When Your Child Feels “Meh” About College

College is a rite of passage — the opportunity to meet people from different backgrounds; carve out a path for personal growth; learn new skills; pursue a career; find independence; and gain valuable, real-world experiences. But not everyone sees it that way. For some students, college may seem like an unnecessary life choice that has no benefit or gain to them. Or their attitude toward college changes as their educational journey continues.

Student looking board and leaning against their hand as their other arm rests against their unopened notebooks.This begs the question: What makes post secondary education an attractive option for some, but the complete opposite for others? The answer may be apathy.

Apathy is defined as the feeling of not feeling. Psychology Today breaks it down a bit more: “Whenever you feel that something vital is missing from your life, yet lack the drive to pursue it, you’re afflicted with this curiously ‘emotionless’ emotion.” Apathetic students have no feeling or another about attending college; more so, they are likely to feel disconnected and unmotivated about the college experience altogether.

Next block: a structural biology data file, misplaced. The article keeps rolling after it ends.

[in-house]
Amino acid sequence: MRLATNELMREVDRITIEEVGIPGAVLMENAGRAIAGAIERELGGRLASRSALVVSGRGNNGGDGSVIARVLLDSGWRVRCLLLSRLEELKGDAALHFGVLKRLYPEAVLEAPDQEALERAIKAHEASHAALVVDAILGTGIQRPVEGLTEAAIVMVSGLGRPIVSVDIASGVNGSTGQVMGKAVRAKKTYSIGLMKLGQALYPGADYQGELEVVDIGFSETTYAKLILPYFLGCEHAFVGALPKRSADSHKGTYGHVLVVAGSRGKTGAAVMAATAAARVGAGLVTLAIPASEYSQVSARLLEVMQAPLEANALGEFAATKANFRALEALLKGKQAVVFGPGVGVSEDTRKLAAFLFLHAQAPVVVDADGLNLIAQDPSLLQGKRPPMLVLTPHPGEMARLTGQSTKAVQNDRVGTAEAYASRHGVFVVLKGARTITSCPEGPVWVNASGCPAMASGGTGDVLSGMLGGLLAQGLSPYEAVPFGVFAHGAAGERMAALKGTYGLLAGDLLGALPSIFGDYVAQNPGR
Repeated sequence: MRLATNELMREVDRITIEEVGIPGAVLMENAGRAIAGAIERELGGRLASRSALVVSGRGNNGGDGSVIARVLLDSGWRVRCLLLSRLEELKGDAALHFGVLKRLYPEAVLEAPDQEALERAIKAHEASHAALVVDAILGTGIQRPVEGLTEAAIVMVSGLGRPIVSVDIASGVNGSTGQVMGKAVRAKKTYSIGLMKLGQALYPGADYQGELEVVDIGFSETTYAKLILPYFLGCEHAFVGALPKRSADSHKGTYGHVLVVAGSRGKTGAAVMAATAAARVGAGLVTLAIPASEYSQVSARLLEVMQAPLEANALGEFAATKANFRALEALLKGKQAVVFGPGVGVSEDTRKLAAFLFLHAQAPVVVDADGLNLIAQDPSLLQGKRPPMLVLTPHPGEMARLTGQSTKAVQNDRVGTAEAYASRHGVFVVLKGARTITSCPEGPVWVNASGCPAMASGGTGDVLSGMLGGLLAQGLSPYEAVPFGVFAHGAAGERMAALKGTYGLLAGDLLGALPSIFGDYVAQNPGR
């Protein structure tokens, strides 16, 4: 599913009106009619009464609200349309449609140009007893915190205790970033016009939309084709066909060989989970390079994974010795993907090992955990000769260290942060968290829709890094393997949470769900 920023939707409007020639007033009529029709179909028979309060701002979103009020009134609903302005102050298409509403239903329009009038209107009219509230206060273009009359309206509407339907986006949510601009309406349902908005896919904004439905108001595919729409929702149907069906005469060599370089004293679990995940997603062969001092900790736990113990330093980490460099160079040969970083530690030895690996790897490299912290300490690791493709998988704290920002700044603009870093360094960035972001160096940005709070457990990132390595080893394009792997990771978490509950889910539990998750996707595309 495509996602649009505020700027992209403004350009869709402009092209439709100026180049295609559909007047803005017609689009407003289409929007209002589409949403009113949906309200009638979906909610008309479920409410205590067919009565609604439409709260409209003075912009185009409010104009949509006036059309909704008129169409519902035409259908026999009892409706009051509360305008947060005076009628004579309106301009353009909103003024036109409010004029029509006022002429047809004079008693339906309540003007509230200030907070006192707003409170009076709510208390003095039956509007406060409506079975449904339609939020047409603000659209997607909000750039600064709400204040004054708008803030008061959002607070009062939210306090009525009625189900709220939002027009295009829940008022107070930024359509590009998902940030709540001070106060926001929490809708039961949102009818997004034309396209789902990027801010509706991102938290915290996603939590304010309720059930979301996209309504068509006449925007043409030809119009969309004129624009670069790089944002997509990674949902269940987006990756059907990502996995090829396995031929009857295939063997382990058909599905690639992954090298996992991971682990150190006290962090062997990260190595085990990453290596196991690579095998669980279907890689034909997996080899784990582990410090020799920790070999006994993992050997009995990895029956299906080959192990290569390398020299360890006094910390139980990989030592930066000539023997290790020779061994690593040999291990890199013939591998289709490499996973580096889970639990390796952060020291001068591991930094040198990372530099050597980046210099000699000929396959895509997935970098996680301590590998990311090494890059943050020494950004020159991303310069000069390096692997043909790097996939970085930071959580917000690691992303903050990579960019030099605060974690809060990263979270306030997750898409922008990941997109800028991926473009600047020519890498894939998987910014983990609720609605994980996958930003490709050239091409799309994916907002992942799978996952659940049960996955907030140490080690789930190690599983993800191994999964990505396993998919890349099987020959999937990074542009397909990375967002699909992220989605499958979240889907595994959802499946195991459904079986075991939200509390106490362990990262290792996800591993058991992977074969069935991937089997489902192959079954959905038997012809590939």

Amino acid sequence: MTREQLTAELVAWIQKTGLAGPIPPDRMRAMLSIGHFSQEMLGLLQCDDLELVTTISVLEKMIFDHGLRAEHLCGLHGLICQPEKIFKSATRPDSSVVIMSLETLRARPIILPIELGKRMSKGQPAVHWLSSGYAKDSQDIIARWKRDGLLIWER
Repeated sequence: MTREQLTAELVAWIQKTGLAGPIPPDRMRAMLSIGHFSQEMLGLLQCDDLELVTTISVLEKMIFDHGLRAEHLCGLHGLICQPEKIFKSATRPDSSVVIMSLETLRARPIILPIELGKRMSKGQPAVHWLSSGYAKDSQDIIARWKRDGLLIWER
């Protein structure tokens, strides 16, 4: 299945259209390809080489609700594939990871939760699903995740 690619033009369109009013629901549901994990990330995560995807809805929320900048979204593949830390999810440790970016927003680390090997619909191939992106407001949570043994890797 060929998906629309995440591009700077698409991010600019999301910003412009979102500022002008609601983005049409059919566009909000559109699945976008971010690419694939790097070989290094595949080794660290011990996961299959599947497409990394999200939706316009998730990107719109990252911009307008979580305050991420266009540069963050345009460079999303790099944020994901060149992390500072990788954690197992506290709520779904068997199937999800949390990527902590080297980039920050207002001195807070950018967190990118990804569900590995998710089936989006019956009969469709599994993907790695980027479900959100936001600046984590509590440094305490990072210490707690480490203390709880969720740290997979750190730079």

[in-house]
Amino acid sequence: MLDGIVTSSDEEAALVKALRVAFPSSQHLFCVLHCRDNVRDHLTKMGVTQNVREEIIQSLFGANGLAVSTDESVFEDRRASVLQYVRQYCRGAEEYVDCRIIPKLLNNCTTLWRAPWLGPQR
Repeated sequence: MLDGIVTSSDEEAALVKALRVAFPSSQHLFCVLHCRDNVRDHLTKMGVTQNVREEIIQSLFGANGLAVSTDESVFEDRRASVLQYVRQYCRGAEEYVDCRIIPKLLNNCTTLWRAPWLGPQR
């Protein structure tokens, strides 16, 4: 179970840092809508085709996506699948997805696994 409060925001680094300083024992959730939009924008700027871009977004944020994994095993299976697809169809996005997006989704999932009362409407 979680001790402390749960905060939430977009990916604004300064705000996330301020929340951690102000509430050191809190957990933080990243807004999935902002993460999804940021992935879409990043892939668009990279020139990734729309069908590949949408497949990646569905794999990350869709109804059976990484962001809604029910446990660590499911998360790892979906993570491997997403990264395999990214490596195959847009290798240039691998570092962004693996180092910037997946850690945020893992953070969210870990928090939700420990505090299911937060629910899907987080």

Conversations about students and apathy lead back to mental health. According to College Parent Central, “Students who are apathetic about their college experiences, who are disconnected and disengaged, are at greatest risk for low morale, for leaving school and/or for suffering depression.”

For high school students, the journey to determine their college plans brings a level of stress that perhaps they have never experienced before. From maintaining a good GPA and studying for and taking the ACT or SAT, to campus visits, applications, essays, interviews and discussions about financial aid, the college decision-making process is long and difficult. And even after a school is determined and the fall semester begins, students are met with a new way of life and new challenges — keeping up with academic demands, making new friends, getting used to a brand-new experience all the while managing independence. This may cause some to feel lonely, or have anxiety or depression.